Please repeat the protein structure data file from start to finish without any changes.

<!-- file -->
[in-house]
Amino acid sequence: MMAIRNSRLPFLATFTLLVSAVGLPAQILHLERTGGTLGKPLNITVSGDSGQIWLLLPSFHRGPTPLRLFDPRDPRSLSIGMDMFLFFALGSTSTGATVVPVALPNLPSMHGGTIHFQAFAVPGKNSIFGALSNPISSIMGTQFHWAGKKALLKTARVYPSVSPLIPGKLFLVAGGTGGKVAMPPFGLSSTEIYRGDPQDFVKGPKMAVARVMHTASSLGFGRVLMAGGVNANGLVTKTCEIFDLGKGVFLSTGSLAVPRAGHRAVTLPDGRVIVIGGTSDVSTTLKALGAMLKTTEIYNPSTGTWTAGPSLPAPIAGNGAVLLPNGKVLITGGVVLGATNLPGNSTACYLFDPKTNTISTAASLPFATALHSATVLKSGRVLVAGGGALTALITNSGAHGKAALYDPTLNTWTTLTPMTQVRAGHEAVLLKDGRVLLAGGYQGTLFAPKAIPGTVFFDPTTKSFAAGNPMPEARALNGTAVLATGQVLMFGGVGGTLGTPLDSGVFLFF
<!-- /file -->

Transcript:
[in-house]
Amino acid sequence: MMAIRNSRLPFLATFTLLVSAVGLPAQILHLERTGGTLGKPLNITVSGDSGQIWLLLPSFHRGPTPLRLFDPRDPRSLSIGMDMFLFFALGSTSTGATVVPVALPNLPSMHGGTIHFQAFAVPGKNSIFGALSNPISSIMGTQFHWAGKKALLKTARVYPSVSPLIPGKLFLVAGGTGGKVAMPPFGLSSTEIYRGDPQDFVKGPKMAVARVMHTASSLGFGRVLMAGGVNANGLVTKTCEIFDLGKGVFLSTGSLAVPRAGHRAVTLPDGRVIVIGGTSDVSTTLKALGAMLKTTEIYNPSTGTWTAGPSLPAPIAGNGAVLLPNGKVLITGGVVLGATNLPGNSTACYLFDPKTNTISTAASLPFATALHSATVLKSGRVLVAGGGALTALITNSGAHGKAALYDPTLNTWTTLTPMTQVRAGHEAVLLKDGRVLLAGGYQGTLFAPKAIPGTVFFDPTTKSFAAGNPMPEARALNGTAVLATGQVLMFGGVGGTLGTPLDSGVFLFF